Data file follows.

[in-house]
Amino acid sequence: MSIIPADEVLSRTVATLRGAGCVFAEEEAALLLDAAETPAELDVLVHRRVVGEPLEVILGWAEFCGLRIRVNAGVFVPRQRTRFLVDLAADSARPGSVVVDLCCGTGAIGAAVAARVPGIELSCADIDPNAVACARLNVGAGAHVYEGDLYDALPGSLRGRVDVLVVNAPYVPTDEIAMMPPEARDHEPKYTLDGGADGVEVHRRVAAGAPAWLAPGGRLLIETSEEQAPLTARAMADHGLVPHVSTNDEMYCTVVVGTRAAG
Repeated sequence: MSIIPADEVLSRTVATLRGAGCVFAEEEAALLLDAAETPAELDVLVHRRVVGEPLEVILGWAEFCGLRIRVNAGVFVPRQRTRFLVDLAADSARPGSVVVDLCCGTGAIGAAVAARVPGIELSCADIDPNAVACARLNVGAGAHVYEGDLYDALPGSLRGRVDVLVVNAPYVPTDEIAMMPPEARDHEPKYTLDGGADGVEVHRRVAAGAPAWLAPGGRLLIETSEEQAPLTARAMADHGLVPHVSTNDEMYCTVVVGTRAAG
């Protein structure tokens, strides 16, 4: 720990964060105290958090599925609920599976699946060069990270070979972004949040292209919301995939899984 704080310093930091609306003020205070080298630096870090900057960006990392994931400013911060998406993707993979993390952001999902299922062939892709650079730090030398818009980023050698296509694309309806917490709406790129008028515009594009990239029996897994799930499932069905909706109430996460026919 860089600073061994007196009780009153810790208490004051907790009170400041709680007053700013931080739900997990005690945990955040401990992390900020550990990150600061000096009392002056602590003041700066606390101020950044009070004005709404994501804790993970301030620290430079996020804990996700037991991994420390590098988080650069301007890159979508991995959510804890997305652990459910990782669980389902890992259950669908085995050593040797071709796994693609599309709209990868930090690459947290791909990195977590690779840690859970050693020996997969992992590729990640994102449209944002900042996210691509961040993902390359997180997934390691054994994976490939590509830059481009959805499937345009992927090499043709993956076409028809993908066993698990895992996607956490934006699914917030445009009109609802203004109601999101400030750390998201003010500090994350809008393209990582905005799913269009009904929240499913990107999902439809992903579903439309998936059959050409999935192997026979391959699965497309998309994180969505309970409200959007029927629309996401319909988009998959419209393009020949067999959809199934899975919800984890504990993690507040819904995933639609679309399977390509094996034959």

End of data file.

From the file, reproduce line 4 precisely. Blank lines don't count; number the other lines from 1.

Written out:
């Protein structure tokens, strides 16, 4: 720990964060105290958090599925609920599976699946060069990270070979972004949040292209919301995939899984 704080310093930091609306003020205070080298630096870090900057960006990392994931400013911060998406993707993979993390952001999902299922062939892709650079730090030398818009980023050698296509694309309806917490709406790129008028515009594009990239029996897994799930499932069905909706109430996460026919 860089600073061994007196009780009153810790208490004051907790009170400041709680007053700013931080739900997990005690945990955040401990992390900020550990990150600061000096009392002056602590003041700066606390101020950044009070004005709404994501804790993970301030620290430079996020804990996700037991991994420390590098988080650069301007890159979508991995959510804890997305652990459910990782669980389902890992259950669908085995050593040797071709796994693609599309709209990868930090690459947290791909990195977590690779840690859970050693020996997969992992590729990640994102449209944002900042996210691509961040993902390359997180997934390691054994994976490939590509830059481009959805499937345009992927090499043709993956076409028809993908066993698990895992996607956490934006699914917030445009009109609802203004109601999101400030750390998201003010500090994350809008393209990582905005799913269009009904929240499913990107999902439809992903579903439309998936059959050409999935192997026979391959699965497309998309994180969505309970409200959007029927629309996401319909988009998959419209393009020949067999959809199934899975919800984890504990993690507040819904995933639609679309399977390509094996034959």